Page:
Mercer said he’d been told outages in places outside his neighborhood had lasted for hours, versus the couple of minutes during which he lost power at his home.
The city is spending millions every year to keep the system running, he said.
“If we need more money than that, someone needs to come forth and tell us that,” Mercer stated.
Mercer also referenced an issue that has been politically charged in past city-council elections — transfers of money from the electric fund to the general fund, a practice a majority of the council reportedly wants to bring to a close over time.
The electric-fund transfer in this year’s budget amounted to around $973,000, about $200,000 less than transfers from the fund in the previous fiscal year.
Like Mercer, Roberson contends WEU has a proper amount in its maintenance fund.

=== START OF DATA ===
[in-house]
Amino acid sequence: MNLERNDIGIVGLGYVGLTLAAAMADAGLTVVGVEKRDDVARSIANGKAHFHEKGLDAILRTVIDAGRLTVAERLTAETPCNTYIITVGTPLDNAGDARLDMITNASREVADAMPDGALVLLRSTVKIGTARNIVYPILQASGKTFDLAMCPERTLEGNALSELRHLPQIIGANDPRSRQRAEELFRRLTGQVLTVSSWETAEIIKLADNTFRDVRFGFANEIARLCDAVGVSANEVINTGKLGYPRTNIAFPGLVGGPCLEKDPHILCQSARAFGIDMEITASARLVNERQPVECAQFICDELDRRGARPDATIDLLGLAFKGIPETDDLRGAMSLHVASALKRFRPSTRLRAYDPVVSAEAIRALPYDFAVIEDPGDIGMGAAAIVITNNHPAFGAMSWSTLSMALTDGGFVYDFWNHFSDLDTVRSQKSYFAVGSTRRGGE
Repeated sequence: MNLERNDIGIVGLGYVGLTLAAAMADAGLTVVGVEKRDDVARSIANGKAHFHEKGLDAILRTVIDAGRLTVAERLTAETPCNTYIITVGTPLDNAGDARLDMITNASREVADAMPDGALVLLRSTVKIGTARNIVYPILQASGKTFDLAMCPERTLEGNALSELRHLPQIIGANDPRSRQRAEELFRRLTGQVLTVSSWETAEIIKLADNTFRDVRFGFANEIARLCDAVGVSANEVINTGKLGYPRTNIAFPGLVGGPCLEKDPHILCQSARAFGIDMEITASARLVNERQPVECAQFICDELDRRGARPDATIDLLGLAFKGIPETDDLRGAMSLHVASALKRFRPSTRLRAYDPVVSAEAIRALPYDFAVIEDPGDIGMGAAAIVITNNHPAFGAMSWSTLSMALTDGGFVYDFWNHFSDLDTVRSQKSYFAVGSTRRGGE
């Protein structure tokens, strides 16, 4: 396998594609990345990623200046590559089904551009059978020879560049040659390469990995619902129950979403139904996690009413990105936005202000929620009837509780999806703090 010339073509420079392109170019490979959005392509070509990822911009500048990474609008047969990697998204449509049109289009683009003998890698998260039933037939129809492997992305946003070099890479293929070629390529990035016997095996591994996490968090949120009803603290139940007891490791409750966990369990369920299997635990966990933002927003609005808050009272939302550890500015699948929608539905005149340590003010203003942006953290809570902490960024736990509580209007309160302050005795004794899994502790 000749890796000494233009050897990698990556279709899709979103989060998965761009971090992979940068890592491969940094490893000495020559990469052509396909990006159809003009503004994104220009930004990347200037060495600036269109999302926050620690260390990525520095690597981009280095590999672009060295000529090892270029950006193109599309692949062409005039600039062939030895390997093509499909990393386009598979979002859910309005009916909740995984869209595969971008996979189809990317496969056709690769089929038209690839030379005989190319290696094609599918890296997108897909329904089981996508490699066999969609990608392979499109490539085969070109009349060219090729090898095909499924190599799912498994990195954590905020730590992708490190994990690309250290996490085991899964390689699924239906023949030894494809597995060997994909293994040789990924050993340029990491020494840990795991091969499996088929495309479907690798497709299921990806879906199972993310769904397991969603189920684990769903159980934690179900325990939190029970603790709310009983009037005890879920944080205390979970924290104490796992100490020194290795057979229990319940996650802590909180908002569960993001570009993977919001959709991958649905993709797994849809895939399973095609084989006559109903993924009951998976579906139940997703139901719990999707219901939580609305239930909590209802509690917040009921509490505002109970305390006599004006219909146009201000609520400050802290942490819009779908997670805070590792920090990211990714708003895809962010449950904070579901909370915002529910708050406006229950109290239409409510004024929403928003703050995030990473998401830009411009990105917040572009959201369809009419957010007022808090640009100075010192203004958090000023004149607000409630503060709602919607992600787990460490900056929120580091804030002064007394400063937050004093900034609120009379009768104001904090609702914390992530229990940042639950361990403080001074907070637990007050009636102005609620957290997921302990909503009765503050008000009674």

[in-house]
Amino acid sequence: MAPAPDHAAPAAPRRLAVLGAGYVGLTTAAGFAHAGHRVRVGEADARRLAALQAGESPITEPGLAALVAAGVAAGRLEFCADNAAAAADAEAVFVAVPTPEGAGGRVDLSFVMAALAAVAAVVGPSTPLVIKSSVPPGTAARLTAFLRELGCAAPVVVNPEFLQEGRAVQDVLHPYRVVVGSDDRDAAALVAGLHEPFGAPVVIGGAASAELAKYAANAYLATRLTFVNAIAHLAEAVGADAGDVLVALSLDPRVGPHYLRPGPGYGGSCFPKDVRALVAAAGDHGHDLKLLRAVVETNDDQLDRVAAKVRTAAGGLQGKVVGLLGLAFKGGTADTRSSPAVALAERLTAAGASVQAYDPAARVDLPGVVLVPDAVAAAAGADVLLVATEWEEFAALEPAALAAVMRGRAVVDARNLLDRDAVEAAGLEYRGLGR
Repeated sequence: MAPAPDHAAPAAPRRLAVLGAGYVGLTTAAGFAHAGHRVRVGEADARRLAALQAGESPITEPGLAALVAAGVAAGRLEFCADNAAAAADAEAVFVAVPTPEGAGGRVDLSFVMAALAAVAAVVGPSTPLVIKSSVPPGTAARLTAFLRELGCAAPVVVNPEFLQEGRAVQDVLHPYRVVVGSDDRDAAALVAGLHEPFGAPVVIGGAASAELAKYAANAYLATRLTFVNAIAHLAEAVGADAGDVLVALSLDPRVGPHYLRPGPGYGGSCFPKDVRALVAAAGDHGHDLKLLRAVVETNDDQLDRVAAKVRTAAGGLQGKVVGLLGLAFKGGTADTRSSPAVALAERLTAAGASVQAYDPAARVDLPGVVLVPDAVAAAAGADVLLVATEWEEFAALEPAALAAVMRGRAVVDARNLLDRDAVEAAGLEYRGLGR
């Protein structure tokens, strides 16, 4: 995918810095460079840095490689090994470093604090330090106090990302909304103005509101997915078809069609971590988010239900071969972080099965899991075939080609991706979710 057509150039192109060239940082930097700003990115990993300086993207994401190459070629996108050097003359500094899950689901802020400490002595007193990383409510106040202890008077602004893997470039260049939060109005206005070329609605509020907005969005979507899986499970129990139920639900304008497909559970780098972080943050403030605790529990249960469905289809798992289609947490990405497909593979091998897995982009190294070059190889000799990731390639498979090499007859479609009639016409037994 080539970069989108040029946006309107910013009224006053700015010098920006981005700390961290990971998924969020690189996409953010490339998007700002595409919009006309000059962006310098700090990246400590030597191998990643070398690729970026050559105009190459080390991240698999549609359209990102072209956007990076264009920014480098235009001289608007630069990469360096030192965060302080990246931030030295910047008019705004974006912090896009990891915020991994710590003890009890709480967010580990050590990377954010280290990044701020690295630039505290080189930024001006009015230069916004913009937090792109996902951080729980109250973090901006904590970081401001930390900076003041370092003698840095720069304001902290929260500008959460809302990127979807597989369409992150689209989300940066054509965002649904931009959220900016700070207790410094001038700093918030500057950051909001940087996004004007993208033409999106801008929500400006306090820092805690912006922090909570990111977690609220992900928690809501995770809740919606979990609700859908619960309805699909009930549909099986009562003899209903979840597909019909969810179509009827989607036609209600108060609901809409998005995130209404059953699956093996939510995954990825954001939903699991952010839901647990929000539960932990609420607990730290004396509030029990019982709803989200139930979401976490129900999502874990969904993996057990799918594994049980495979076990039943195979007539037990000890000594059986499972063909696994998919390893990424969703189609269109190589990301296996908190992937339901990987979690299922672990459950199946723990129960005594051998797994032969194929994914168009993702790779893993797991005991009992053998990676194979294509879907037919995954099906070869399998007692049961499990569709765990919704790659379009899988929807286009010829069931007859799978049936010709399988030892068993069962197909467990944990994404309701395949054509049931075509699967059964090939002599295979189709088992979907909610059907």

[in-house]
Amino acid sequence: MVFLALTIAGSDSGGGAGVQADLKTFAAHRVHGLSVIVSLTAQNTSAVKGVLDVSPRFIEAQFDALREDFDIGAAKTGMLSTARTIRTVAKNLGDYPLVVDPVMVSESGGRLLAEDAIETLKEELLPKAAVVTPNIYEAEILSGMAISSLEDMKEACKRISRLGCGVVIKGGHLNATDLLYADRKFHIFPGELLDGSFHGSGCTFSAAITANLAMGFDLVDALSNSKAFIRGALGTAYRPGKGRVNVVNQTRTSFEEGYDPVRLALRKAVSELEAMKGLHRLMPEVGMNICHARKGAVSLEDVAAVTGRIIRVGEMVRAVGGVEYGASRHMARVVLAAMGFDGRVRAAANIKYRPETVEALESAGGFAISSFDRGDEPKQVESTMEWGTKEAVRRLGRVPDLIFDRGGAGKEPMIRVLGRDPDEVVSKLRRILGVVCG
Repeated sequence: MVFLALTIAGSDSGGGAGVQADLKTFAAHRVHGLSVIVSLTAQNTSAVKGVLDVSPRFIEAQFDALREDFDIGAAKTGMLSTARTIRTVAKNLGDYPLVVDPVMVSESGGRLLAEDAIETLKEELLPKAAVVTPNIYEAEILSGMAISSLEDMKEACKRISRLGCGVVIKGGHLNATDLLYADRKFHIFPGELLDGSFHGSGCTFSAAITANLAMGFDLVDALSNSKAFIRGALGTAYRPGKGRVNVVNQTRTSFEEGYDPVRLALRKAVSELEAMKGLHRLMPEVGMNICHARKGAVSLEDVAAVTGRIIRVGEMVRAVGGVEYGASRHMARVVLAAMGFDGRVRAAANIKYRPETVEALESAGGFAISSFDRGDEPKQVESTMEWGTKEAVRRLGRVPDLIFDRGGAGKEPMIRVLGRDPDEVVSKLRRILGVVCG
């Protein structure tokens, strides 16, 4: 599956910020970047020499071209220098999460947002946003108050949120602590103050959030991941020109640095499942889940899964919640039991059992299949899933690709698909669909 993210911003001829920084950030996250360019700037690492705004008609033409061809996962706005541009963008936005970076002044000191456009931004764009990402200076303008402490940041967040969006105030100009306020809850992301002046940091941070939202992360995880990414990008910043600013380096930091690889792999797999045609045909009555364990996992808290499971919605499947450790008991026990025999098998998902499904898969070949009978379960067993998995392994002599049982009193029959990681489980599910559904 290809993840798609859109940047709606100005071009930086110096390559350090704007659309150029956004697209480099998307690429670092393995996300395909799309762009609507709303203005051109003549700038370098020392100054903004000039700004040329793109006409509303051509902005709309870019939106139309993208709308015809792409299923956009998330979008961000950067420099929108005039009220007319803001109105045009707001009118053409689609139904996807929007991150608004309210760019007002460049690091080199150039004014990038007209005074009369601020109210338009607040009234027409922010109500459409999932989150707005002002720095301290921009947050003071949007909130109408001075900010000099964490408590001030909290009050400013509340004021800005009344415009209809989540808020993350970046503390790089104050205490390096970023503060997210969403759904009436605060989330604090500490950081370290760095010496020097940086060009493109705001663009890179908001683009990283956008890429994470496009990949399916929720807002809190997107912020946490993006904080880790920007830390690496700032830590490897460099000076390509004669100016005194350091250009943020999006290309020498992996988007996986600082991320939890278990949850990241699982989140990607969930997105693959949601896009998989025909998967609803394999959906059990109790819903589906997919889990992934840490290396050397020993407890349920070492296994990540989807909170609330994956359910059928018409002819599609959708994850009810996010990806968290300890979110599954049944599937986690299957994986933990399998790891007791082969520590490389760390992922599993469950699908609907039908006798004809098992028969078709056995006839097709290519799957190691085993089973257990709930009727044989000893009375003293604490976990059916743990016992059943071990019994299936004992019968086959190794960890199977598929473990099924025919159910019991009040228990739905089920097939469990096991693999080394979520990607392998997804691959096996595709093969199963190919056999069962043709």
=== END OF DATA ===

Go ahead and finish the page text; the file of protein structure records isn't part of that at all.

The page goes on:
As for the outages, “I think it’s a combination of things,” Roberson said. “I would definitely think that the electrical maintenance budget is adequate based on municipalities our size.”
Said Jennings, “I think the idea that we’re just trying to skimp by or we’re just trying to rig the system as cheaply as possible, I don’t think there’s any credence in that. We would be throwing good money after bad if we did that.”

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About George Fisher

George is a freelance writer, an author and a Democratic political consultant. He has worked as Deputy Communications Director for a Senatorial campaign and Campaign Manager for several NC House races and one congressional race. He previously worked as a news producer for a local television station.
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One Response to What Happens When A City Doesn’t Budget Enough For Your Electric Utilities

  1. Pingback: Butterfied: Paying down ElectriCities Debt with Fed Money is Not Possible « The Political Agitator